Tuesday, February 17, 2015

New Walter de la Mare work

The latest issue of The Walter de la Mare Society Magazine (Number 16) includes several treats for enthusiasts of this most subtle and enigmatic of writers in the supernatural fiction field. Giles de la Mare introduces 'The Idealists', a previously unpublished continuation from the original manuscript of Walter de la Mare's story 'A Beginning'. He explains that the piece (about six pages long in the magazine) was probably intended to be included in the collection A Beginning and Other Stories (1955) but in the end not used. He adds that it "can more or less stand up on its own" but only makes full sense if you have read 'A Beginning'.

The piece, as so often in de la Mare, achieves a finely shaded mingling of interior and exterior landscapes, in which the narrator's keen observation of natural forces reflects also their own reveries and emotions: "Wind and rain, and my heart is lost under the low grey clouds, when the trees hang their heads and the water calls in the hollows. I grow dark and sullen and tomorrow seems but the ashes of a burned out hope...It is to you I turn as one in a far country turns towards home".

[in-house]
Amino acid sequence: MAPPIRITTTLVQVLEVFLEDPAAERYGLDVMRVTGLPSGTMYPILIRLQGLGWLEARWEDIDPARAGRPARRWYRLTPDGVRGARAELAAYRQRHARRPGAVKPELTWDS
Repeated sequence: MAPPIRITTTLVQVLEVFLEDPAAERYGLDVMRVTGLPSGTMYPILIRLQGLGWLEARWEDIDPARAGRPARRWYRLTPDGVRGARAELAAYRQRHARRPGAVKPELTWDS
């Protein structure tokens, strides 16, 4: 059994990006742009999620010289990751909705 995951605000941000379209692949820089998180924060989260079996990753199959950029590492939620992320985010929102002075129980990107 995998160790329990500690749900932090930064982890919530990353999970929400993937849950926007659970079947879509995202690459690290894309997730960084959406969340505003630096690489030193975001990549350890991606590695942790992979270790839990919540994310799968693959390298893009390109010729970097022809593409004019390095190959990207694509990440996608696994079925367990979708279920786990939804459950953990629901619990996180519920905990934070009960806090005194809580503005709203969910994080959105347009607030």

The magazine also includes three stanzas omitted at the proof stage from de la Mare's celebrated poem 'The Traveller' (1945), and a letter from T.S. Eliot about the poem, a transcript of a spoken introduction de la Mare made to a set of 78rpm records, Some Recent English Poetry (1946), and a previously unpublished letter by de la Mare.

In addition to this rare and original material by de la Mare, the 48pp magazine includes studies of his work: a survey of 'The Concept of Time in Walter de la Mare's Work' by Giles de la Mare; and a companion essay by Joe Griffiths on 'Time's Winged Chariot'; 'Alice on Wheels' by Richard Lowndes, which looks at de la Mare's links with Lewis Carroll; and my own essay 'Whisperings and Mumblings', an exploration of 'Seaton's Aunt'.

Mark Valentine

1 comment:

  1. '....and the water calls in the hollows.'

    That is wonderfully evocative. It transports me.

    Jean du Bois